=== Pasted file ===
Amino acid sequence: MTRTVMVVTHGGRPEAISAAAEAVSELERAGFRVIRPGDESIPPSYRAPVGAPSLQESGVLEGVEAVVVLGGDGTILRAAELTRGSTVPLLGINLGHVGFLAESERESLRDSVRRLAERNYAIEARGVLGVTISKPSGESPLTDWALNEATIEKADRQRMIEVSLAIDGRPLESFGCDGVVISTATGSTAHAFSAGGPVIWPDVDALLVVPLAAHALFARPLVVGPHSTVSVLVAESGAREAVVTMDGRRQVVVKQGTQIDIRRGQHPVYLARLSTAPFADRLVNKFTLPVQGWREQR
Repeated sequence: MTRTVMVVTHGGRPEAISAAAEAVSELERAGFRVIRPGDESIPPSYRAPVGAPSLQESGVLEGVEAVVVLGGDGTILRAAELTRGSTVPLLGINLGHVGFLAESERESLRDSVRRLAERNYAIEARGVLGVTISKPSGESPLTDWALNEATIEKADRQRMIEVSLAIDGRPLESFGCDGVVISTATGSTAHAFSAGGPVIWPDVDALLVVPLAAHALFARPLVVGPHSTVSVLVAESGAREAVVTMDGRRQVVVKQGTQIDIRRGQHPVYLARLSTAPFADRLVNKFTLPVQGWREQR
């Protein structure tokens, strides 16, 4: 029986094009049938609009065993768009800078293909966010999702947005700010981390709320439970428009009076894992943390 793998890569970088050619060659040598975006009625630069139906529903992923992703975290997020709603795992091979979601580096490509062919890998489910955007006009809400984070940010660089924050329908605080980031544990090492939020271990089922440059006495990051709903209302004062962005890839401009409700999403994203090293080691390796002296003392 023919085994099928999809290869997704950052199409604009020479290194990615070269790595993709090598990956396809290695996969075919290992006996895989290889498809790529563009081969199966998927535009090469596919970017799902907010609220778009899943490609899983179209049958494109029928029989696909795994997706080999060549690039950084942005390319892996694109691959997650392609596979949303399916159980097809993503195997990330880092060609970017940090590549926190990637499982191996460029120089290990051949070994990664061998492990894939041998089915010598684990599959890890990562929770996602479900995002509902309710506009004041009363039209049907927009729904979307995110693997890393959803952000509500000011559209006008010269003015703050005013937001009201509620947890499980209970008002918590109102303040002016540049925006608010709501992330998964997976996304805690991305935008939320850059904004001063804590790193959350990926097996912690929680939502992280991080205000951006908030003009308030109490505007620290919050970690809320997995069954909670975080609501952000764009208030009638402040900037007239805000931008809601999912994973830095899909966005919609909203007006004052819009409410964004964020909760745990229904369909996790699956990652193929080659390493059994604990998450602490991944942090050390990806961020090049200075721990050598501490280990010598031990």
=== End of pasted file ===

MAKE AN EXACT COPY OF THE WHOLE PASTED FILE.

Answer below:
Amino acid sequence: MTRTVMVVTHGGRPEAISAAAEAVSELERAGFRVIRPGDESIPPSYRAPVGAPSLQESGVLEGVEAVVVLGGDGTILRAAELTRGSTVPLLGINLGHVGFLAESERESLRDSVRRLAERNYAIEARGVLGVTISKPSGESPLTDWALNEATIEKADRQRMIEVSLAIDGRPLESFGCDGVVISTATGSTAHAFSAGGPVIWPDVDALLVVPLAAHALFARPLVVGPHSTVSVLVAESGAREAVVTMDGRRQVVVKQGTQIDIRRGQHPVYLARLSTAPFADRLVNKFTLPVQGWREQR
Repeated sequence: MTRTVMVVTHGGRPEAISAAAEAVSELERAGFRVIRPGDESIPPSYRAPVGAPSLQESGVLEGVEAVVVLGGDGTILRAAELTRGSTVPLLGINLGHVGFLAESERESLRDSVRRLAERNYAIEARGVLGVTISKPSGESPLTDWALNEATIEKADRQRMIEVSLAIDGRPLESFGCDGVVISTATGSTAHAFSAGGPVIWPDVDALLVVPLAAHALFARPLVVGPHSTVSVLVAESGAREAVVTMDGRRQVVVKQGTQIDIRRGQHPVYLARLSTAPFADRLVNKFTLPVQGWREQR
């Protein structure tokens, strides 16, 4: 029986094009049938609009065993768009800078293909966010999702947005700010981390709320439970428009009076894992943390 793998890569970088050619060659040598975006009625630069139906529903992923992703975290997020709603795992091979979601580096490509062919890998489910955007006009809400984070940010660089924050329908605080980031544990090492939020271990089922440059006495990051709903209302004062962005890839401009409700999403994203090293080691390796002296003392 023919085994099928999809290869997704950052199409604009020479290194990615070269790595993709090598990956396809290695996969075919290992006996895989290889498809790529563009081969199966998927535009090469596919970017799902907010609220778009899943490609899983179209049958494109029928029989696909795994997706080999060549690039950084942005390319892996694109691959997650392609596979949303399916159980097809993503195997990330880092060609970017940090590549926190990637499982191996460029120089290990051949070994990664061998492990894939041998089915010598684990599959890890990562929770996602479900995002509902309710506009004041009363039209049907927009729904979307995110693997890393959803952000509500000011559209006008010269003015703050005013937001009201509620947890499980209970008002918590109102303040002016540049925006608010709501992330998964997976996304805690991305935008939320850059904004001063804590790193959350990926097996912690929680939502992280991080205000951006908030003009308030109490505007620290919050970690809320997995069954909670975080609501952000764009208030009638402040900037007239805000931008809601999912994973830095899909966005919609909203007006004052819009409410964004964020909760745990229904369909996790699956990652193929080659390493059994604990998450602490991944942090050390990806961020090049200075721990050598501490280990010598031990």